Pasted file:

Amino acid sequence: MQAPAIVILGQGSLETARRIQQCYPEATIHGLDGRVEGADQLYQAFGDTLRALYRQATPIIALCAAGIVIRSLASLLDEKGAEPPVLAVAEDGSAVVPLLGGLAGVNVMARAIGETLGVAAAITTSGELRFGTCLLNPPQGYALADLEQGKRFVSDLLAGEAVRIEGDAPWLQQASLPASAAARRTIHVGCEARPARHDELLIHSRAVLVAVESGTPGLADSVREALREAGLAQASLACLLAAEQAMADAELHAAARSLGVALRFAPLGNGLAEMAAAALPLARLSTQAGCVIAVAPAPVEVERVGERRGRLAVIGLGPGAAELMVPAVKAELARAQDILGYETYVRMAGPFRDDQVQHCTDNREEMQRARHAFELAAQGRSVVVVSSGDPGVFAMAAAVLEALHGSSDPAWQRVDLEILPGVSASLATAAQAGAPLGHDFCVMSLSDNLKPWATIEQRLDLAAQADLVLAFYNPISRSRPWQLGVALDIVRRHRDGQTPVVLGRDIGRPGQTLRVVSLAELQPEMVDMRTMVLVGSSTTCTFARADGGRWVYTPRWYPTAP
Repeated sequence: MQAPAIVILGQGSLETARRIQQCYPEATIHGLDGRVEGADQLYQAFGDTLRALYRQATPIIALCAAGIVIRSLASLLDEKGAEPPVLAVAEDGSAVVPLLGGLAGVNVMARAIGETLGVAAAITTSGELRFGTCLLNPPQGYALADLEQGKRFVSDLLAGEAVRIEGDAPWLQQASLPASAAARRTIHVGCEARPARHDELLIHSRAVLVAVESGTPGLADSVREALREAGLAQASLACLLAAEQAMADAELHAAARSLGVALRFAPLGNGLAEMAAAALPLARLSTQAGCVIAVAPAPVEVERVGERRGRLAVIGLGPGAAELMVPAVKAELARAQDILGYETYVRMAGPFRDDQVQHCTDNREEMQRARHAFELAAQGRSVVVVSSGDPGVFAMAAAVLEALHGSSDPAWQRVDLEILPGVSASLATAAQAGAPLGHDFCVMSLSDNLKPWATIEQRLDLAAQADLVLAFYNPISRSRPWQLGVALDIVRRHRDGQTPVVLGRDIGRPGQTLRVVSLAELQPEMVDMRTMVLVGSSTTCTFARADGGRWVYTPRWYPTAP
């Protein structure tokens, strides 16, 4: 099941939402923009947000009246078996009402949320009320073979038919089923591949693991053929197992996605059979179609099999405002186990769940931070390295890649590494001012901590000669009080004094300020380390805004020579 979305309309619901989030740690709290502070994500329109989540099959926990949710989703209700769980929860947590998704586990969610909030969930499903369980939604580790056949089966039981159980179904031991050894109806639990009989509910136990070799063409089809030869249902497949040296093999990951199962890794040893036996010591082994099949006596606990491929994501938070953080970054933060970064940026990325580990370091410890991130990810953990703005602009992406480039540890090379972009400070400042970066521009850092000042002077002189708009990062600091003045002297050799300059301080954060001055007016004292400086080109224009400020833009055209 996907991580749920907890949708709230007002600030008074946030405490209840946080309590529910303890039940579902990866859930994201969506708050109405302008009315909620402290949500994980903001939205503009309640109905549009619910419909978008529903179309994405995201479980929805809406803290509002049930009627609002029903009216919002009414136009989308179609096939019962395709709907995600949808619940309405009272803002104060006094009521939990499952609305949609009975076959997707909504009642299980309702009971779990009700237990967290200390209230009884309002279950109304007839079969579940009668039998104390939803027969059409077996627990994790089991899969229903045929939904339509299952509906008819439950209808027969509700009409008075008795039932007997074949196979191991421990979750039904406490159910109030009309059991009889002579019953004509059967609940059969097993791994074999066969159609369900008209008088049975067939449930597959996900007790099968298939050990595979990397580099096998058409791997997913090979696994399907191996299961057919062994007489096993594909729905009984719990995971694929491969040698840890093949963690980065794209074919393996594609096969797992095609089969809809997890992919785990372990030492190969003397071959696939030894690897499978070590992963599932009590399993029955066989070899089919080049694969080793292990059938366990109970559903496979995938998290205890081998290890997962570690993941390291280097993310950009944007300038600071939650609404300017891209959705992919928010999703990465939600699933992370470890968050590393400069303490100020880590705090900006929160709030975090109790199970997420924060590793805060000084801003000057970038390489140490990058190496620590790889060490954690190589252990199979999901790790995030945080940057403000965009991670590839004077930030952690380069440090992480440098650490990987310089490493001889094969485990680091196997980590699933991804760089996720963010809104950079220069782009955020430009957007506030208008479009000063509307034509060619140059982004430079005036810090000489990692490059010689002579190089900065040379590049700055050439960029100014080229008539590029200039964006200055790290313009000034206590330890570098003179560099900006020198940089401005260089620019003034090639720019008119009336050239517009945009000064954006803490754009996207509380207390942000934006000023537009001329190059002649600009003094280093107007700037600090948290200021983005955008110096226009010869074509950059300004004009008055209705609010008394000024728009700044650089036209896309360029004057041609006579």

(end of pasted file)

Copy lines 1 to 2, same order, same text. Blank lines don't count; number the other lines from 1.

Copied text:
Amino acid sequence: MQAPAIVILGQGSLETARRIQQCYPEATIHGLDGRVEGADQLYQAFGDTLRALYRQATPIIALCAAGIVIRSLASLLDEKGAEPPVLAVAEDGSAVVPLLGGLAGVNVMARAIGETLGVAAAITTSGELRFGTCLLNPPQGYALADLEQGKRFVSDLLAGEAVRIEGDAPWLQQASLPASAAARRTIHVGCEARPARHDELLIHSRAVLVAVESGTPGLADSVREALREAGLAQASLACLLAAEQAMADAELHAAARSLGVALRFAPLGNGLAEMAAAALPLARLSTQAGCVIAVAPAPVEVERVGERRGRLAVIGLGPGAAELMVPAVKAELARAQDILGYETYVRMAGPFRDDQVQHCTDNREEMQRARHAFELAAQGRSVVVVSSGDPGVFAMAAAVLEALHGSSDPAWQRVDLEILPGVSASLATAAQAGAPLGHDFCVMSLSDNLKPWATIEQRLDLAAQADLVLAFYNPISRSRPWQLGVALDIVRRHRDGQTPVVLGRDIGRPGQTLRVVSLAELQPEMVDMRTMVLVGSSTTCTFARADGGRWVYTPRWYPTAP
Repeated sequence: MQAPAIVILGQGSLETARRIQQCYPEATIHGLDGRVEGADQLYQAFGDTLRALYRQATPIIALCAAGIVIRSLASLLDEKGAEPPVLAVAEDGSAVVPLLGGLAGVNVMARAIGETLGVAAAITTSGELRFGTCLLNPPQGYALADLEQGKRFVSDLLAGEAVRIEGDAPWLQQASLPASAAARRTIHVGCEARPARHDELLIHSRAVLVAVESGTPGLADSVREALREAGLAQASLACLLAAEQAMADAELHAAARSLGVALRFAPLGNGLAEMAAAALPLARLSTQAGCVIAVAPAPVEVERVGERRGRLAVIGLGPGAAELMVPAVKAELARAQDILGYETYVRMAGPFRDDQVQHCTDNREEMQRARHAFELAAQGRSVVVVSSGDPGVFAMAAAVLEALHGSSDPAWQRVDLEILPGVSASLATAAQAGAPLGHDFCVMSLSDNLKPWATIEQRLDLAAQADLVLAFYNPISRSRPWQLGVALDIVRRHRDGQTPVVLGRDIGRPGQTLRVVSLAELQPEMVDMRTMVLVGSSTTCTFARADGGRWVYTPRWYPTAP